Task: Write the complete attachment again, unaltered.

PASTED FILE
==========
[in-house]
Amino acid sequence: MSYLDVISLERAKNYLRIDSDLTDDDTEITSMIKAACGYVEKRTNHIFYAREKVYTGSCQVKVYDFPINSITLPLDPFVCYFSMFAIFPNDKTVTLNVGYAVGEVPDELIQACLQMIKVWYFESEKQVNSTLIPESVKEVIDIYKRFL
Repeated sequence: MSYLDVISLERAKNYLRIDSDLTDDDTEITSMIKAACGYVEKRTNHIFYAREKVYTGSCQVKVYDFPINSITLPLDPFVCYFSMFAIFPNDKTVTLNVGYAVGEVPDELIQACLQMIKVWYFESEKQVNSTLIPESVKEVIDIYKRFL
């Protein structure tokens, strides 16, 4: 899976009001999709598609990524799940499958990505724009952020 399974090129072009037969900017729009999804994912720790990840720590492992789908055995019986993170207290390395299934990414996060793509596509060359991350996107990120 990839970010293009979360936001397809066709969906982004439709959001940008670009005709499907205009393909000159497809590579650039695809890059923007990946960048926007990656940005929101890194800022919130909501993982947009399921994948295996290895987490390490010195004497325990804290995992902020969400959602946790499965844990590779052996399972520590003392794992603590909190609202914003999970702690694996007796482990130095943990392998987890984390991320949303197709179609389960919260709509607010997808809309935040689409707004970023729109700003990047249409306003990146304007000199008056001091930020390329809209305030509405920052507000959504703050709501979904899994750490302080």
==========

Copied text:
[in-house]
Amino acid sequence: MSYLDVISLERAKNYLRIDSDLTDDDTEITSMIKAACGYVEKRTNHIFYAREKVYTGSCQVKVYDFPINSITLPLDPFVCYFSMFAIFPNDKTVTLNVGYAVGEVPDELIQACLQMIKVWYFESEKQVNSTLIPESVKEVIDIYKRFL
Repeated sequence: MSYLDVISLERAKNYLRIDSDLTDDDTEITSMIKAACGYVEKRTNHIFYAREKVYTGSCQVKVYDFPINSITLPLDPFVCYFSMFAIFPNDKTVTLNVGYAVGEVPDELIQACLQMIKVWYFESEKQVNSTLIPESVKEVIDIYKRFL
């Protein structure tokens, strides 16, 4: 899976009001999709598609990524799940499958990505724009952020 399974090129072009037969900017729009999804994912720790990840720590492992789908055995019986993170207290390395299934990414996060793509596509060359991350996107990120 990839970010293009979360936001397809066709969906982004439709959001940008670009005709499907205009393909000159497809590579650039695809890059923007990946960048926007990656940005929101890194800022919130909501993982947009399921994948295996290895987490390490010195004497325990804290995992902020969400959602946790499965844990590779052996399972520590003392794992603590909190609202914003999970702690694996007796482990130095943990392998987890984390991320949303197709179609389960919260709509607010997808809309935040689409707004970023729109700003990047249409306003990146304007000199008056001091930020390329809209305030509405920052507000959504703050709501979904899994750490302080």